A perspective that is slowly gaining traction in the training community. While lightning fast splits are helpful in the context of the shooting sports, they may be less useful in the context of self defense. If you are shooting faster than you can see and process information, you may be going too fast. I know quite a few very elite police and military units that rarely shoot faster than half second splits in their training. At that pace you can keep track of both your sights and your target, a useful thing in the middle of a gunfight.
I don’t know how representative this sample is of the “average black gun owner” but I found the responses interesting. Their stated worries and concerns seem very different than those expressed from my white gun owning friends.
Good advice here. I haven’t seen many folks succeed when trying to coach a significant other.
This is a topic that often gets limited attention from SWAT folks. Does your team have set standards for shotgun breaching?
Excellent detailed coverage of Karl Rehn’s study about the relative effectiveness of red dot sights vs. irons vs. lasers on handguns. Definitely worth a read if you are considering a red dot for your pistol.
A Hollywood screen writer describes his experiences getting his wife and young children to safety when the building they were in was attacked by rioters in the L.A. riots in 1992. He talks about how helpless he felt knowing that he may have to defend his wife and kids against armed gang members with nothing but his Swiss army knife.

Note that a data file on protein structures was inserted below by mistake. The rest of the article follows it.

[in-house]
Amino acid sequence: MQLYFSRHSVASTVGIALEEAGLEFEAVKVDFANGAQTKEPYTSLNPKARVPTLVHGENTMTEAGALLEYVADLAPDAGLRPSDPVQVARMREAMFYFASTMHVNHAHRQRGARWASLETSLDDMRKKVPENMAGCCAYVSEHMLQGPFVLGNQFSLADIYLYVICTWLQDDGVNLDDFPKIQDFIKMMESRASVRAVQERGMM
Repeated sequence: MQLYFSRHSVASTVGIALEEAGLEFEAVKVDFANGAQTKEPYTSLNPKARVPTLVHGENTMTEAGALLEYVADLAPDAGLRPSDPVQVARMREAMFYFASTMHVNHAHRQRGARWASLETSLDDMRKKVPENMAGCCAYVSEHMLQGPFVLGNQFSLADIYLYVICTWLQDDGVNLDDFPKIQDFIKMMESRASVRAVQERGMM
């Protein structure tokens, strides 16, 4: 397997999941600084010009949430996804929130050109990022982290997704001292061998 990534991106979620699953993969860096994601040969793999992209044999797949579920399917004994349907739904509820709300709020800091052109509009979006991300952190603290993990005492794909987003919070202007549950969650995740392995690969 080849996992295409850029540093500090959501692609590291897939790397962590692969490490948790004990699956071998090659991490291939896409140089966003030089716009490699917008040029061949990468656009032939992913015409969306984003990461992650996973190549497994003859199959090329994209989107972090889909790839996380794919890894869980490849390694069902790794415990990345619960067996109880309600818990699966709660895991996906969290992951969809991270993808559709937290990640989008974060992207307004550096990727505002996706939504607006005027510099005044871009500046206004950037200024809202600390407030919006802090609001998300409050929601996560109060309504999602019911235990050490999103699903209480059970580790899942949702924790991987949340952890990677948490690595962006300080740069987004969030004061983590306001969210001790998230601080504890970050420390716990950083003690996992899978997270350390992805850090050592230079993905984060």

From the article:
“If the Los Angeles riots taught us anything, it’s that you’re a fool if you count on the authorities to protect you in times of civil chaos — in fact, at any time. In the end, only I can protect my family.
I’m never, ever going to allow myself to be outgunned by the bad guys. All the gun laws that are on the books—and there are thousands of them—just make it that much easier for the barbarians to amass weapons and for law-abiding people like you and me to be at their mercy.”
Pat Mac’s advice for dealing with depression.
Cecil Burch talks about how to choose a good Brazilian Jiu-Jitsu school.
John compares the new Surefire EDCL2-T light to my favorite carry light (the Fenix PD 35 Tac). The Surefire is definitely brighter. It looks like Surefire is doing some good work!